To combat this slump, I ate lots of carbs, said many prayers and re-watched my one of my favorite TV series, Sherlock.

Sometimes when everything seems to be going wrong and when life gets overwhelming, you need to read or watch something that reminds you to keep positive because you will get through whatever is going wrong.

That is what brings me to The Ellen DeGeneres Show.

If you don’t know who Ellen is, it is time to crawl out from under that rock you are living under. Seriously though.


But just in case, here is a crash course: Ellen is a comedian, daytime talk show host who has partnered with dozens of companies to donate millions of dollars to charities and people in need. Aside from her talk show, she is also known for her LGBTQ advocacy and as the voice of Dory in my favorite Pixar movie, Finding Nemo, along with many other things.

I opened up The Ellen Show YouTube channel one day and fell into a black hole. If I am home and Ellen is on, I watch it. I don’t have a DVR at school, so I’ve started to catch up on what I miss on YouTube. This didn’t become an everyday thing until I hit my slump.

I actually can’t remember how it exactly started. I was bored (procrastinating) one afternoon and opened up the YouTube app on my phone to re-watch the most recent One Direction interview. After that I just kept watching and did not stop… for hours.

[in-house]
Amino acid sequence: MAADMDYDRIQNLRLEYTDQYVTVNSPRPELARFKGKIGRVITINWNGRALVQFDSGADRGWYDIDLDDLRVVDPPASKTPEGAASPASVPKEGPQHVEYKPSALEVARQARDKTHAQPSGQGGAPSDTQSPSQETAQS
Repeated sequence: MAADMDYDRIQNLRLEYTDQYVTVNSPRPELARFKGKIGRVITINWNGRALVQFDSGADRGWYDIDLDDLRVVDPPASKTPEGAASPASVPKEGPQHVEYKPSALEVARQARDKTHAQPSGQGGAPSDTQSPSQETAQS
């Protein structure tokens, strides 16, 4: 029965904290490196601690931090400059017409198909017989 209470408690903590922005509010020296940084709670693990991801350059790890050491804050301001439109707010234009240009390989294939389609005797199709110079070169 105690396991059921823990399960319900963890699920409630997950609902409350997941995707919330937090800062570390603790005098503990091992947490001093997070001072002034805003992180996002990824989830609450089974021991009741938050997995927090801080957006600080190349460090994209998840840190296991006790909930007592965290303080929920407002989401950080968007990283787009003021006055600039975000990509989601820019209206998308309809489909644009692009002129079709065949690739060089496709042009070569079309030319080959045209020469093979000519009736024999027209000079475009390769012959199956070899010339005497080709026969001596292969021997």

I haven’t watched every single video on Ellen’s YouTube, but I have watched… a lot.

So if you’re in the doldrums of life, check out some of these funny and inspiring videos.

1. Apparently Kid-  5-year-old Noah Ritter’s local news interview at a fair went viral a few years ago, but if you still haven’t seen him, he is so cute and hilarious.

2. Tayt Anderson- get the tissues out for this one. When Tayt was first on The Ellen Show in 2013, he was 7-years-old. Tayt was born with half a heart so he has spent his life in and out of the hospital with many many surgeries.

I watched all of these videos from the beginning to the latest one in November 2015. Over the almost 3 years he’s been on the show, his health slowly deteriorates, but Tayt had great news for Ellen early last year. I have shown this kid and to many people and I cry every time.

Here are a few of the videos to get you started.




3. Kirby – Kirby is a librarian for a low income school Oklahoma. She is doing amazing things for the kids in her school and Ellen gives the school and Kirby some huge surprises. You’re going to cry watching this one too.

4. Brielle- After all of those tears, you’re going to need some cuteness. Meet Brielle. She is 3-years-old and smarter than I’ll ever be.

5. Ellen scaring people- Ellen loves to scare people so any video where she scares someone, especially her executive producer Andy, is funny.

Here is a link to The Ellen Show YouTube channel. If you click on playlists I suggest starting out on the Comedy, Adorable Kids and Ellen & Shutterfly Celebrate Inspiring People playlists. You can also check the guest interviews playlists to see interviews with your favorite celebrities/public figures.

I realize that funny and inspiring videos can’t cure all of your problems, but they do help warm your heart and bring a smile to your face. Just remember, no matter what, you can do as Dory does and “just keep on swimming.”

I’ll end this post the way Ellen ends her show: Be Kind to One Another.